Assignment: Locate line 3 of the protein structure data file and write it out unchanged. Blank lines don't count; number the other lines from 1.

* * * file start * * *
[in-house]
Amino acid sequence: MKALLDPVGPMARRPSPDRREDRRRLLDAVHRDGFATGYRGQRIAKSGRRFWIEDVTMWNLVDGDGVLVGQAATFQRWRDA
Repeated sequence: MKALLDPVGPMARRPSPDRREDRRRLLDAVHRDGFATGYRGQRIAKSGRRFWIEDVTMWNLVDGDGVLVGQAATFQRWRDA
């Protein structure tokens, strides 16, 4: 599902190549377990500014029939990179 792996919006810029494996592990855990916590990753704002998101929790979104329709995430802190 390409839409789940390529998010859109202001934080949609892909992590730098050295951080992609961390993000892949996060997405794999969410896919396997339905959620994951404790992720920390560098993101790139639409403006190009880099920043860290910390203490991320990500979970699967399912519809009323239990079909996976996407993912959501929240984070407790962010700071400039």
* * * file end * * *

Repeated sequence: MKALLDPVGPMARRPSPDRREDRRRLLDAVHRDGFATGYRGQRIAKSGRRFWIEDVTMWNLVDGDGVLVGQAATFQRWRDA